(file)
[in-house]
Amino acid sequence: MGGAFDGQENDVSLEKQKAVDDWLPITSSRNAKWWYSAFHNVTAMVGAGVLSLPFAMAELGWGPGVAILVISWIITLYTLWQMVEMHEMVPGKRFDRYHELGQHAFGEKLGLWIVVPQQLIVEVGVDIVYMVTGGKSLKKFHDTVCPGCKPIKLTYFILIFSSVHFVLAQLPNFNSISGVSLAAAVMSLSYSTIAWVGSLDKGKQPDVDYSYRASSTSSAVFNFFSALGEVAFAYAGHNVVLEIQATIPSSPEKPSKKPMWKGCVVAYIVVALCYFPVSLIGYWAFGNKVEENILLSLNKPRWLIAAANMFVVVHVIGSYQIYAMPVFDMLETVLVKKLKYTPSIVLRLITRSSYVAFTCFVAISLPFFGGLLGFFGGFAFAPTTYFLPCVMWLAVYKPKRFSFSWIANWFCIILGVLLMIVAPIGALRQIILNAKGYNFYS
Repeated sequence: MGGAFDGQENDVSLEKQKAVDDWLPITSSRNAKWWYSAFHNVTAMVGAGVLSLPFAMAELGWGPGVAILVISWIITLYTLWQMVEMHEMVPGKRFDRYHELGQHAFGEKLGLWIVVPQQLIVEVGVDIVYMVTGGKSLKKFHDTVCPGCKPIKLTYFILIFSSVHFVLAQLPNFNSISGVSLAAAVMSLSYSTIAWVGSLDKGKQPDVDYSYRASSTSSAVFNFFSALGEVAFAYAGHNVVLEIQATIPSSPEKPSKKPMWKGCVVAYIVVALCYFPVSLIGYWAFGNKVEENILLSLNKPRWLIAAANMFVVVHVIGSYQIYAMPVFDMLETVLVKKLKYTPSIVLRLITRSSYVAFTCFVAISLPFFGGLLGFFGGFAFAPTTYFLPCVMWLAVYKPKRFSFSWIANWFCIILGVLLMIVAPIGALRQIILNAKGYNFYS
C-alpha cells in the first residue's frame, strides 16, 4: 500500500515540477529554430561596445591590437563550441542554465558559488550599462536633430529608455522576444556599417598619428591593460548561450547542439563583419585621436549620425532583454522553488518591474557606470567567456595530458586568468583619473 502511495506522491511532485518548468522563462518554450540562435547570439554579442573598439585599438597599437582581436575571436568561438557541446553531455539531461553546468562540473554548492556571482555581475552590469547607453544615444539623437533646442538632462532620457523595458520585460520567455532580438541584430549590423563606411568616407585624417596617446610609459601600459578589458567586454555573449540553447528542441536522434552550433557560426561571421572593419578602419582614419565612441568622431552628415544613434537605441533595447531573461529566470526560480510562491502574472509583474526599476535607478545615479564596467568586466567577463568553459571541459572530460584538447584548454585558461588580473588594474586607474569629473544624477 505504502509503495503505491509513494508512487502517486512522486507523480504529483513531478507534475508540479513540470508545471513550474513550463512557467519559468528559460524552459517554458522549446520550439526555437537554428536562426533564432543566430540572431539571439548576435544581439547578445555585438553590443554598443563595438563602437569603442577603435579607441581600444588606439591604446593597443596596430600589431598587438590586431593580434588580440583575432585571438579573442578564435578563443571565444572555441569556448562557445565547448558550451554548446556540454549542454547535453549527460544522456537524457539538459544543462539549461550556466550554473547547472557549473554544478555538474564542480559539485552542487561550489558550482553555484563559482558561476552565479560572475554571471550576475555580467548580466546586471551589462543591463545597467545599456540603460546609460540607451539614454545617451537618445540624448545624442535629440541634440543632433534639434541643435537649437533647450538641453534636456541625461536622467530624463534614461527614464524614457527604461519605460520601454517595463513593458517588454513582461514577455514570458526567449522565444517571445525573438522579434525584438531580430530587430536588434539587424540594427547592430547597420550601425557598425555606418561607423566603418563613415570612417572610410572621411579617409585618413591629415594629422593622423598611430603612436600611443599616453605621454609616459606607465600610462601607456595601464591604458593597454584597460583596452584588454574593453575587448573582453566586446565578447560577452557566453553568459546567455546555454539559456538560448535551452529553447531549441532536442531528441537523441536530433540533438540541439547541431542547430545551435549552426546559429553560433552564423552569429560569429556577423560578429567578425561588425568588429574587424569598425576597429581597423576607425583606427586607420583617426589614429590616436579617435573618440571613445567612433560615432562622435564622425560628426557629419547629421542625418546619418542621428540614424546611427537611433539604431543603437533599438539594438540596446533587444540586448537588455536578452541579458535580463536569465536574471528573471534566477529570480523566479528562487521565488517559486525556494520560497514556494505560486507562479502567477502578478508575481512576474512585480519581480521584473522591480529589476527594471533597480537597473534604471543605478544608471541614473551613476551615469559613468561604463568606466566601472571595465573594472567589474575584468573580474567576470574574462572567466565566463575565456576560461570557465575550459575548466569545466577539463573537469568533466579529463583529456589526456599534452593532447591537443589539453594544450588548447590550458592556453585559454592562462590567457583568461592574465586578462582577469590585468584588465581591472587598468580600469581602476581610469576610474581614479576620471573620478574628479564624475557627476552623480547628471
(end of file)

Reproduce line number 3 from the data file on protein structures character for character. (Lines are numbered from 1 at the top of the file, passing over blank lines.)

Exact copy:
Repeated sequence: MGGAFDGQENDVSLEKQKAVDDWLPITSSRNAKWWYSAFHNVTAMVGAGVLSLPFAMAELGWGPGVAILVISWIITLYTLWQMVEMHEMVPGKRFDRYHELGQHAFGEKLGLWIVVPQQLIVEVGVDIVYMVTGGKSLKKFHDTVCPGCKPIKLTYFILIFSSVHFVLAQLPNFNSISGVSLAAAVMSLSYSTIAWVGSLDKGKQPDVDYSYRASSTSSAVFNFFSALGEVAFAYAGHNVVLEIQATIPSSPEKPSKKPMWKGCVVAYIVVALCYFPVSLIGYWAFGNKVEENILLSLNKPRWLIAAANMFVVVHVIGSYQIYAMPVFDMLETVLVKKLKYTPSIVLRLITRSSYVAFTCFVAISLPFFGGLLGFFGGFAFAPTTYFLPCVMWLAVYKPKRFSFSWIANWFCIILGVLLMIVAPIGALRQIILNAKGYNFYS